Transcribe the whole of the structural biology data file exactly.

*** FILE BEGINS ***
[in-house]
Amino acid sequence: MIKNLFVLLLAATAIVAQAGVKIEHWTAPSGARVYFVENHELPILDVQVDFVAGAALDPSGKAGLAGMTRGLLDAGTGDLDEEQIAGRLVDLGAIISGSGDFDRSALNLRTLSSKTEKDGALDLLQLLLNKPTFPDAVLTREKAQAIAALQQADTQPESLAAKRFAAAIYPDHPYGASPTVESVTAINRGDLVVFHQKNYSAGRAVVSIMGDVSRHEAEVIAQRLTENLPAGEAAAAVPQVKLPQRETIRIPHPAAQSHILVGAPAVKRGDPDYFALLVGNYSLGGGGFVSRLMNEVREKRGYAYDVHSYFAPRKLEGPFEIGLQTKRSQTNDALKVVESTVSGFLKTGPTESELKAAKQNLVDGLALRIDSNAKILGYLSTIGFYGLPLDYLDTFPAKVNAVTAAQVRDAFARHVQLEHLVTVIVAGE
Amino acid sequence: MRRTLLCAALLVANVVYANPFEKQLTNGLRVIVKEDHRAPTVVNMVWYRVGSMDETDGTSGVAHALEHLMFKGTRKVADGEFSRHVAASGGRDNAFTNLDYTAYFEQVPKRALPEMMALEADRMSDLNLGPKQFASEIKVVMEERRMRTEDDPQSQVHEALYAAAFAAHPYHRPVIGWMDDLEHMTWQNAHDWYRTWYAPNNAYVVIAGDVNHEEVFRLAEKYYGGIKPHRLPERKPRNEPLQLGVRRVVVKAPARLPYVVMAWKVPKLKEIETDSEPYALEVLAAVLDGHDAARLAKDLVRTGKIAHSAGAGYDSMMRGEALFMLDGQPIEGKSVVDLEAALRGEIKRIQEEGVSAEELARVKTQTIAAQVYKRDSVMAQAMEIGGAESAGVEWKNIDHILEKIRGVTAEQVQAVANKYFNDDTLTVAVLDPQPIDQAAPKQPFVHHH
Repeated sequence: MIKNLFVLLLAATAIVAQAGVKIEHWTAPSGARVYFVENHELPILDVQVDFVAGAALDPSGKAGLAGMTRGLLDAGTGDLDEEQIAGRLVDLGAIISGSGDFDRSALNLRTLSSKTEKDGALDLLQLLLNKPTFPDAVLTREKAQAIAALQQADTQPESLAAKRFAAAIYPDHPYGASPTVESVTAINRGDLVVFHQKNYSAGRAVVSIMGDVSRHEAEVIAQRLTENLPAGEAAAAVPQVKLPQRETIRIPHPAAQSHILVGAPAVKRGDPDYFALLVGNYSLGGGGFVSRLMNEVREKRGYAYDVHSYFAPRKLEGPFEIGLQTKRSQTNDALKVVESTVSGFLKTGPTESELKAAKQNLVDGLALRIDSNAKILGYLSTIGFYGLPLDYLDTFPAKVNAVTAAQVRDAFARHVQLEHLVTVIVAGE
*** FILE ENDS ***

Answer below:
[in-house]
Amino acid sequence: MIKNLFVLLLAATAIVAQAGVKIEHWTAPSGARVYFVENHELPILDVQVDFVAGAALDPSGKAGLAGMTRGLLDAGTGDLDEEQIAGRLVDLGAIISGSGDFDRSALNLRTLSSKTEKDGALDLLQLLLNKPTFPDAVLTREKAQAIAALQQADTQPESLAAKRFAAAIYPDHPYGASPTVESVTAINRGDLVVFHQKNYSAGRAVVSIMGDVSRHEAEVIAQRLTENLPAGEAAAAVPQVKLPQRETIRIPHPAAQSHILVGAPAVKRGDPDYFALLVGNYSLGGGGFVSRLMNEVREKRGYAYDVHSYFAPRKLEGPFEIGLQTKRSQTNDALKVVESTVSGFLKTGPTESELKAAKQNLVDGLALRIDSNAKILGYLSTIGFYGLPLDYLDTFPAKVNAVTAAQVRDAFARHVQLEHLVTVIVAGE
Amino acid sequence: MRRTLLCAALLVANVVYANPFEKQLTNGLRVIVKEDHRAPTVVNMVWYRVGSMDETDGTSGVAHALEHLMFKGTRKVADGEFSRHVAASGGRDNAFTNLDYTAYFEQVPKRALPEMMALEADRMSDLNLGPKQFASEIKVVMEERRMRTEDDPQSQVHEALYAAAFAAHPYHRPVIGWMDDLEHMTWQNAHDWYRTWYAPNNAYVVIAGDVNHEEVFRLAEKYYGGIKPHRLPERKPRNEPLQLGVRRVVVKAPARLPYVVMAWKVPKLKEIETDSEPYALEVLAAVLDGHDAARLAKDLVRTGKIAHSAGAGYDSMMRGEALFMLDGQPIEGKSVVDLEAALRGEIKRIQEEGVSAEELARVKTQTIAAQVYKRDSVMAQAMEIGGAESAGVEWKNIDHILEKIRGVTAEQVQAVANKYFNDDTLTVAVLDPQPIDQAAPKQPFVHHH
Repeated sequence: MIKNLFVLLLAATAIVAQAGVKIEHWTAPSGARVYFVENHELPILDVQVDFVAGAALDPSGKAGLAGMTRGLLDAGTGDLDEEQIAGRLVDLGAIISGSGDFDRSALNLRTLSSKTEKDGALDLLQLLLNKPTFPDAVLTREKAQAIAALQQADTQPESLAAKRFAAAIYPDHPYGASPTVESVTAINRGDLVVFHQKNYSAGRAVVSIMGDVSRHEAEVIAQRLTENLPAGEAAAAVPQVKLPQRETIRIPHPAAQSHILVGAPAVKRGDPDYFALLVGNYSLGGGGFVSRLMNEVREKRGYAYDVHSYFAPRKLEGPFEIGLQTKRSQTNDALKVVESTVSGFLKTGPTESELKAAKQNLVDGLALRIDSNAKILGYLSTIGFYGLPLDYLDTFPAKVNAVTAAQVRDAFARHVQLEHLVTVIVAGE